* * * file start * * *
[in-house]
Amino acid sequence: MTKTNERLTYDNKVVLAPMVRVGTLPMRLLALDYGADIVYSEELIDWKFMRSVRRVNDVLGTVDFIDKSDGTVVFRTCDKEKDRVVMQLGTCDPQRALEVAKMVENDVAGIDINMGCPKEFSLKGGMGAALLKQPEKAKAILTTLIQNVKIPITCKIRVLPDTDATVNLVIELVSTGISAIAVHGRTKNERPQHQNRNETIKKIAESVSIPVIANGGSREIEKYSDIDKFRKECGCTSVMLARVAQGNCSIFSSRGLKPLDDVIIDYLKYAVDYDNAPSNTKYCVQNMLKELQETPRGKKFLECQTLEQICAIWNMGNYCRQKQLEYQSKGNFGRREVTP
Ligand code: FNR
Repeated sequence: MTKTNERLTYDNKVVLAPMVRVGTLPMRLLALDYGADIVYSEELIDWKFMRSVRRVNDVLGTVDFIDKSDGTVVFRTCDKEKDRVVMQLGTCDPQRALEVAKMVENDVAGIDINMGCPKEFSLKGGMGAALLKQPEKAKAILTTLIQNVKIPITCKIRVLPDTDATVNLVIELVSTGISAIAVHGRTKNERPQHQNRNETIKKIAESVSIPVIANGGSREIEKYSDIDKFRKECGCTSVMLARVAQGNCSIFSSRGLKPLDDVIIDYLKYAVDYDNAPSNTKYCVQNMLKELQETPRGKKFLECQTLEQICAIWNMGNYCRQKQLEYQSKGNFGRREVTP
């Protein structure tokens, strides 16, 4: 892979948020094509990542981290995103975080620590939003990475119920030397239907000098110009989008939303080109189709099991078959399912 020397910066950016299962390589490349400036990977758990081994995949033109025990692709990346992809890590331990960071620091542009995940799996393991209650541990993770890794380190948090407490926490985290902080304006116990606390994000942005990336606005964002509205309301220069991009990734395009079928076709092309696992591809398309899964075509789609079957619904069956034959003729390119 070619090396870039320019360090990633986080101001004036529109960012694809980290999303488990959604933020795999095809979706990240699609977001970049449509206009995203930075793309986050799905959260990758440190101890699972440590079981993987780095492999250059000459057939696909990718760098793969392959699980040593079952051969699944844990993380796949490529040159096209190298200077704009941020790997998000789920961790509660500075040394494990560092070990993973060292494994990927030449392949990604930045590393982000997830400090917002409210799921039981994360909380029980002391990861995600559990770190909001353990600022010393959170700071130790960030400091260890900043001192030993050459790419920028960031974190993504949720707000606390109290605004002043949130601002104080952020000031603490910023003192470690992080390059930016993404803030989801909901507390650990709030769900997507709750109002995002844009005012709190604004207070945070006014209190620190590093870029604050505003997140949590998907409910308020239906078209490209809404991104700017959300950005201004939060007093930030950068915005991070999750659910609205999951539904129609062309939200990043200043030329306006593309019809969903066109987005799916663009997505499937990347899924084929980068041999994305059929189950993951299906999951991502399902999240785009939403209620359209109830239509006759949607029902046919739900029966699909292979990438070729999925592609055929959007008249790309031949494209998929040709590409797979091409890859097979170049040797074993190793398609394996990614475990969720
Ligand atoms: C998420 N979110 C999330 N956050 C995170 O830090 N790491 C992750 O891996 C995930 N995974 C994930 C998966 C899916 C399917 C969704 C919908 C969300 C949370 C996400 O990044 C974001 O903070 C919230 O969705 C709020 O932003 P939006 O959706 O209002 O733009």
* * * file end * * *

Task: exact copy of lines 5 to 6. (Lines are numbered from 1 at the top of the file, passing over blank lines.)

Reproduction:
């Protein structure tokens, strides 16, 4: 892979948020094509990542981290995103975080620590939003990475119920030397239907000098110009989008939303080109189709099991078959399912 020397910066950016299962390589490349400036990977758990081994995949033109025990692709990346992809890590331990960071620091542009995940799996393991209650541990993770890794380190948090407490926490985290902080304006116990606390994000942005990336606005964002509205309301220069991009990734395009079928076709092309696992591809398309899964075509789609079957619904069956034959003729390119 070619090396870039320019360090990633986080101001004036529109960012694809980290999303488990959604933020795999095809979706990240699609977001970049449509206009995203930075793309986050799905959260990758440190101890699972440590079981993987780095492999250059000459057939696909990718760098793969392959699980040593079952051969699944844990993380796949490529040159096209190298200077704009941020790997998000789920961790509660500075040394494990560092070990993973060292494994990927030449392949990604930045590393982000997830400090917002409210799921039981994360909380029980002391990861995600559990770190909001353990600022010393959170700071130790960030400091260890900043001192030993050459790419920028960031974190993504949720707000606390109290605004002043949130601002104080952020000031603490910023003192470690992080390059930016993404803030989801909901507390650990709030769900997507709750109002995002844009005012709190604004207070945070006014209190620190590093870029604050505003997140949590998907409910308020239906078209490209809404991104700017959300950005201004939060007093930030950068915005991070999750659910609205999951539904129609062309939200990043200043030329306006593309019809969903066109987005799916663009997505499937990347899924084929980068041999994305059929189950993951299906999951991502399902999240785009939403209620359209109830239509006759949607029902046919739900029966699909292979990438070729999925592609055929959007008249790309031949494209998929040709590409797979091409890859097979170049040797074993190793398609394996990614475990969720
Ligand atoms: C998420 N979110 C999330 N956050 C995170 O830090 N790491 C992750 O891996 C995930 N995974 C994930 C998966 C899916 C399917 C969704 C919908 C969300 C949370 C996400 O990044 C974001 O903070 C919230 O969705 C709020 O932003 P939006 O959706 O209002 O733009």